One of the hardest parts of self-branding is learning how to remain objective during the multi-step, and sometimes arduous, process. The truth is human nature seems to require us to become emotionally involved in our work, and that is especially true for those who must live their brand identities in a public marketplace. When you are the product being sold, or when you are an entrepreneur who has created a business based on personal attributes and identity, there is little to no separation between the self and the brand. The good news is this fusion creates authenticity and a strong connection with the audience. However, the flip side to this unique situation leads to subjectivity, a very real danger to any growing business.
So, let’s take a minute to discuss actionable advice that will help you step outside of your self and learn to view your brand with an objective mindset to make unbiased and sustainable business decisions. If you haven’t yet begun the branding process using my bestseller From Individual to Empire: A Guide to Building an Authentic and Powerful Brand, this shortlist will undoubtedly help your approach before you’ve turned the first page.
Make sure your mindset is in a positive state.
Make sure your mindset is in a positive state. throughout my book. As author Shawn Achor drills down into his research, he proves that we make better, more rational, and more sustainable decisions when our brain is free of stress and negativity. Here are the facts as Achor points out in his TED talk, and expounded upon in his NY Times Bestseller The Happiness Advantage:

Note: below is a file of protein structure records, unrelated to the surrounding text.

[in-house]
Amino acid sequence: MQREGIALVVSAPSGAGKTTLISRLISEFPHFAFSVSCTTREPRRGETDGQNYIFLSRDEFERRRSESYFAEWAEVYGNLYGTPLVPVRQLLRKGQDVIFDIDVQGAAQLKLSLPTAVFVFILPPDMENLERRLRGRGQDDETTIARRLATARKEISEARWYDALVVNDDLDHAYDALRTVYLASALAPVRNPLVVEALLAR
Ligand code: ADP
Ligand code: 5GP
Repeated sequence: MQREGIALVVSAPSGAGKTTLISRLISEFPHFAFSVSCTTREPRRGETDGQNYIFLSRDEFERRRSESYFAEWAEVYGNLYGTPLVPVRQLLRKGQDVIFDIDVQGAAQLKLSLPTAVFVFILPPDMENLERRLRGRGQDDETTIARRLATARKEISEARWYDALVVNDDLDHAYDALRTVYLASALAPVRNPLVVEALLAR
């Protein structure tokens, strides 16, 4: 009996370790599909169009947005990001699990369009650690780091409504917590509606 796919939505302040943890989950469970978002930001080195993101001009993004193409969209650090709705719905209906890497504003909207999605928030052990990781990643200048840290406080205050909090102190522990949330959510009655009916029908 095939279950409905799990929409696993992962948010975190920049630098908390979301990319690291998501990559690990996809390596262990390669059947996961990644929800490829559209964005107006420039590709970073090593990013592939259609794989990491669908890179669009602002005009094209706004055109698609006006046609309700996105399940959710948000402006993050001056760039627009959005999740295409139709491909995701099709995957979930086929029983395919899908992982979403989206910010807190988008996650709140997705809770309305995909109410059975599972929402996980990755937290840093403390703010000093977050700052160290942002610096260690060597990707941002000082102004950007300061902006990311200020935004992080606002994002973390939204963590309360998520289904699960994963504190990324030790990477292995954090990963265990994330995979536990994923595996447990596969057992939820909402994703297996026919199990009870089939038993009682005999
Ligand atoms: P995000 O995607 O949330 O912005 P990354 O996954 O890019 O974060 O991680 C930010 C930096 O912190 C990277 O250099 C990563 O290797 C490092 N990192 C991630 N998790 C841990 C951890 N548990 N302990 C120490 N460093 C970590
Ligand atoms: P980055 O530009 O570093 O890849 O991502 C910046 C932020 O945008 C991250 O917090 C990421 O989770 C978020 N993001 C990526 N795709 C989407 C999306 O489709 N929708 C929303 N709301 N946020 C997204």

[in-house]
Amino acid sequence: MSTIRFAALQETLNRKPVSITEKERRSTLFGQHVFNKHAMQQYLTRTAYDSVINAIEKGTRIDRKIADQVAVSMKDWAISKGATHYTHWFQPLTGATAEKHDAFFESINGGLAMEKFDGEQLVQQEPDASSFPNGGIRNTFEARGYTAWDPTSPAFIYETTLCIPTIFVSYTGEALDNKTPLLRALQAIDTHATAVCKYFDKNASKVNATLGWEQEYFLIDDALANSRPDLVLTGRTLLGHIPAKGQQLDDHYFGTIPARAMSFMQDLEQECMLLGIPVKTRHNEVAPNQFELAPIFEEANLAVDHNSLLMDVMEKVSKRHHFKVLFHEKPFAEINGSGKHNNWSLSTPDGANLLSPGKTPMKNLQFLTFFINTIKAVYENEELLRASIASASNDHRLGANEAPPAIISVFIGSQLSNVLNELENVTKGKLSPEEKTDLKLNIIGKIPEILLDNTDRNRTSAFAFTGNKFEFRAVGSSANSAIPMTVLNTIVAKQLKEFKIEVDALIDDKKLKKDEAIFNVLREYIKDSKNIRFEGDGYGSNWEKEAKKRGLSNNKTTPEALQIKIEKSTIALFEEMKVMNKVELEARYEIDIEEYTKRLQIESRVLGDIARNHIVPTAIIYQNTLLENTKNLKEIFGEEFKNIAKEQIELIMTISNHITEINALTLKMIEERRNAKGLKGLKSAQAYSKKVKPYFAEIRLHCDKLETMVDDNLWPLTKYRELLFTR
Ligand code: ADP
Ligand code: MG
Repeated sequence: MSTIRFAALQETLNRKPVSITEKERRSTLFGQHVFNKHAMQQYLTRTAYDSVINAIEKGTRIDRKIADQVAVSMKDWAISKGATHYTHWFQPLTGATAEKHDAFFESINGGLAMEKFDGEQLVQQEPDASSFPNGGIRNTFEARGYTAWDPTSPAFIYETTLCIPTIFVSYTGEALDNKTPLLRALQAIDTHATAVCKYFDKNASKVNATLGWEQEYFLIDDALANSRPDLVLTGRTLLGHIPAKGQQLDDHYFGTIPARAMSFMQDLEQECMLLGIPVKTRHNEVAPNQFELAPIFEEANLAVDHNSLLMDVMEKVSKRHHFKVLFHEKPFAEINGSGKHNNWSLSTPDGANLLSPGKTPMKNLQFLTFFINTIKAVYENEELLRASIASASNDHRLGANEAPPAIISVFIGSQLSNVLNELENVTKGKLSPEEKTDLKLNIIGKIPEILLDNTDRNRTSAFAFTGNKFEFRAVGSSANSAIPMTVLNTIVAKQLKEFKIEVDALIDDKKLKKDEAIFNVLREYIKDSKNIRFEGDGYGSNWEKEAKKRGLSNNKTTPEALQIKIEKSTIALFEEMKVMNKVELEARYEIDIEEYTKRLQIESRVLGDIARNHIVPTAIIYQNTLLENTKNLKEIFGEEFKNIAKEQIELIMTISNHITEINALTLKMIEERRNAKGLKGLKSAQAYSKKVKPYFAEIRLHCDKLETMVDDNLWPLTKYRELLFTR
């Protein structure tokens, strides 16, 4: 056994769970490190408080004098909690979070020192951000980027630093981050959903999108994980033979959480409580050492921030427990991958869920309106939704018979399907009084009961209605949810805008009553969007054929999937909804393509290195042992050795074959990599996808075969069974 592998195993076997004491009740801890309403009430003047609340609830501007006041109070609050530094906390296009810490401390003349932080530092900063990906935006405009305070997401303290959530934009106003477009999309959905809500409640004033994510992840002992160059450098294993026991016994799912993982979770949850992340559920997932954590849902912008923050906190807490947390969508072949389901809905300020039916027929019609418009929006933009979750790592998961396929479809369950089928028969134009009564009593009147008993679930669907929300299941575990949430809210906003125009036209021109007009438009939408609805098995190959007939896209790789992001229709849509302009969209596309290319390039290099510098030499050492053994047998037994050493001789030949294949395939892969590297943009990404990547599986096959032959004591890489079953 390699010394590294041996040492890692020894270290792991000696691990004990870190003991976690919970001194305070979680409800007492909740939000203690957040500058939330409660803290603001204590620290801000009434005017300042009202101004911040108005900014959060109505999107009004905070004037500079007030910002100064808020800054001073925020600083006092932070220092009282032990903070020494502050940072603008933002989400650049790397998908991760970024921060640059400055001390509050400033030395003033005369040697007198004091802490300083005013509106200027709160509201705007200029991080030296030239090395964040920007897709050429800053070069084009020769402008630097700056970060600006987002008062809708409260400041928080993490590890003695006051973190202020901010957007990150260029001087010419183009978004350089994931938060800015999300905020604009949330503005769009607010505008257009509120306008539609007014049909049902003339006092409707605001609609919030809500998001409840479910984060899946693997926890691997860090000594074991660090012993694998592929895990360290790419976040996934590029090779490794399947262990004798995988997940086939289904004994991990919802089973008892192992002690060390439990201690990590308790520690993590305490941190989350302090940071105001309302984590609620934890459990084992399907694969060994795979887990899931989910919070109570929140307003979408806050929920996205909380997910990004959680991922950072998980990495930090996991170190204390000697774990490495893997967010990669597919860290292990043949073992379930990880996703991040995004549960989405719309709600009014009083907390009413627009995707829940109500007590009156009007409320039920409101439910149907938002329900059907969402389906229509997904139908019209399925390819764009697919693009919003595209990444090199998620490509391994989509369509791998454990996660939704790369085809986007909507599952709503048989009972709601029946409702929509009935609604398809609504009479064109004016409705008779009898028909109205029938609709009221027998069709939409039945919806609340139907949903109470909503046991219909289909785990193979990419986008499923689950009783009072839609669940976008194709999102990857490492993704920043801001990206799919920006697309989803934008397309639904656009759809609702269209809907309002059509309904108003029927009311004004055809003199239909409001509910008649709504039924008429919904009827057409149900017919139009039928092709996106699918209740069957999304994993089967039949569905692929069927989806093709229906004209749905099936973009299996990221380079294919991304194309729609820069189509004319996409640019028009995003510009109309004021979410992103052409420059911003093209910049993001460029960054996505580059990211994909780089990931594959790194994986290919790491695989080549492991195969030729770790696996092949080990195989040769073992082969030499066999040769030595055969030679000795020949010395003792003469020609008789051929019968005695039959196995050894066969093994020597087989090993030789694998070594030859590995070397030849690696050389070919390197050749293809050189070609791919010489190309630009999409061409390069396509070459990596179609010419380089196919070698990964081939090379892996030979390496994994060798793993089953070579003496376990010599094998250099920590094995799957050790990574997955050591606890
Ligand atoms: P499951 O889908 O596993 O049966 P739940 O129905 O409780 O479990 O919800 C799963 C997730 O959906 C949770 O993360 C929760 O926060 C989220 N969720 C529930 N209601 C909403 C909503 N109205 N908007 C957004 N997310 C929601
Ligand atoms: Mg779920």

“If you can raise somebody’s level of positivity in the present, then their brain experiences what we now call a happiness advantage, which is, your brain at positive performs significantly better than at negative, neutral, or stressed. Your intelligence rises, your creativity rises, your energy levels rise. In fact, we’ve found that every single business outcome improves. Your brain at positive is 31 percent more productive than your brain at negative, neutral, or stressed. You’re 37 percent better at sales. Doctors are 19 percent faster—more accurate at coming up with the correct diagnosis when positive instead of negative, neutral, or stressed.”
Remember, positivity can be the slight edge needed to go from average to an outlier. And this proves why.
Understand that what is true, may not sell.
While you are on your branding journey, you will come across a few key steps that will determine how successful your brand may become in the future. One is editing all your truths, everything that makes you unique, your life experiences, values, and traits, into a palatable product for the consumer. This must be a ruthless activity, leaving many, many truths on the cutting room floor. But, if done correctly, this step will actually double as a lesson in objectivity.
You must cut out the fluff anyways, so naturally, we should cross out traits and values that may prevent the audience from understanding your brand. The goal is to embrace the fact that it is not a slight against you if something you love or something you deeply connect with may not be sellable to your chosen target audience. It doesn’t take anything away from your uniqueness or your life experiences. It just may not be relevant to the product you are promoting.
Giving yourself an outsider’s perspective, namely the consumer, will help you develop an objective mentality that will help keep your brand on track. Pulling the truths together that are important to the consumer will provide long-term focus. Focus not only relieves stress about the brand identity but also protects your ego from negative feedback.